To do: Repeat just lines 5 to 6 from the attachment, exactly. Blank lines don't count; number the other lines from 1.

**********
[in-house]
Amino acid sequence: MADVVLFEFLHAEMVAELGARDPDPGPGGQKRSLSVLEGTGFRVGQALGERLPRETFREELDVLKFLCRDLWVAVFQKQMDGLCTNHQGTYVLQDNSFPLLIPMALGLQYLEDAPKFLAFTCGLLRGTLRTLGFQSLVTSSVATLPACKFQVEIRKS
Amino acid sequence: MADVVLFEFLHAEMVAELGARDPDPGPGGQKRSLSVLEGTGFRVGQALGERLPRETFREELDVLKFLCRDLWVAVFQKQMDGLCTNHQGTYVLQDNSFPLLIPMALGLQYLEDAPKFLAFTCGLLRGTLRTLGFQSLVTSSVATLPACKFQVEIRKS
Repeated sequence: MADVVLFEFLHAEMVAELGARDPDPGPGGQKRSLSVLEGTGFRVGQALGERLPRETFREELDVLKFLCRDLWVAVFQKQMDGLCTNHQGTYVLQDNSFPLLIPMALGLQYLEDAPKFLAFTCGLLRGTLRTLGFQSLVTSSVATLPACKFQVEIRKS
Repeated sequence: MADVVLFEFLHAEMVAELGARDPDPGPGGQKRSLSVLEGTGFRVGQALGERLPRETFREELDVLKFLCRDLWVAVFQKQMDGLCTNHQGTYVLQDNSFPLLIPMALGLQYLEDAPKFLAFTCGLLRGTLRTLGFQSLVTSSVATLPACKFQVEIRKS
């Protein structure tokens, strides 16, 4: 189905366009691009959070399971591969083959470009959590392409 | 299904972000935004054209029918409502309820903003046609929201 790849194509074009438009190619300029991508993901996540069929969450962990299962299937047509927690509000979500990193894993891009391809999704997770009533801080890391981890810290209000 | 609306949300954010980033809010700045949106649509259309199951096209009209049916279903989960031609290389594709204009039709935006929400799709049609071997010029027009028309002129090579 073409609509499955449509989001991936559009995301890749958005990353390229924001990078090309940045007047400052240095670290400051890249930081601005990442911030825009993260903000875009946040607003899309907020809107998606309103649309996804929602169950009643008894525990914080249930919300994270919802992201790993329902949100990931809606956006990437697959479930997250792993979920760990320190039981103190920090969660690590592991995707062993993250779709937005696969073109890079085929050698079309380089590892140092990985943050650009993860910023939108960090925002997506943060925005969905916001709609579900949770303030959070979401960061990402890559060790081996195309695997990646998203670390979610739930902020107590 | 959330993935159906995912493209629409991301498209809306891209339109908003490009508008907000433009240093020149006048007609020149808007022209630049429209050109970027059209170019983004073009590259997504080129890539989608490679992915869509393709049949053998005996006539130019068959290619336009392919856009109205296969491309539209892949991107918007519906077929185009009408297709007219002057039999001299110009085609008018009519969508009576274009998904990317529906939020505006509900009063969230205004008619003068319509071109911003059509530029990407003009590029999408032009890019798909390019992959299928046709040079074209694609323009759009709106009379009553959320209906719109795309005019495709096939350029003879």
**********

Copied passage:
Repeated sequence: MADVVLFEFLHAEMVAELGARDPDPGPGGQKRSLSVLEGTGFRVGQALGERLPRETFREELDVLKFLCRDLWVAVFQKQMDGLCTNHQGTYVLQDNSFPLLIPMALGLQYLEDAPKFLAFTCGLLRGTLRTLGFQSLVTSSVATLPACKFQVEIRKS
């Protein structure tokens, strides 16, 4: 189905366009691009959070399971591969083959470009959590392409 | 299904972000935004054209029918409502309820903003046609929201 790849194509074009438009190619300029991508993901996540069929969450962990299962299937047509927690509000979500990193894993891009391809999704997770009533801080890391981890810290209000 | 609306949300954010980033809010700045949106649509259309199951096209009209049916279903989960031609290389594709204009039709935006929400799709049609071997010029027009028309002129090579 073409609509499955449509989001991936559009995301890749958005990353390229924001990078090309940045007047400052240095670290400051890249930081601005990442911030825009993260903000875009946040607003899309907020809107998606309103649309996804929602169950009643008894525990914080249930919300994270919802992201790993329902949100990931809606956006990437697959479930997250792993979920760990320190039981103190920090969660690590592991995707062993993250779709937005696969073109890079085929050698079309380089590892140092990985943050650009993860910023939108960090925002997506943060925005969905916001709609579900949770303030959070979401960061990402890559060790081996195309695997990646998203670390979610739930902020107590 | 959330993935159906995912493209629409991301498209809306891209339109908003490009508008907000433009240093020149006048007609020149808007022209630049429209050109970027059209170019983004073009590259997504080129890539989608490679992915869509393709049949053998005996006539130019068959290619336009392919856009109205296969491309539209892949991107918007519906077929185009009408297709007219002057039999001299110009085609008018009519969508009576274009998904990317529906939020505006509900009063969230205004008619003068319509071109911003059509530029990407003009590029999408032009890019798909390019992959299928046709040079074209694609323009759009709106009379009553959320209906719109795309005019495709096939350029003879």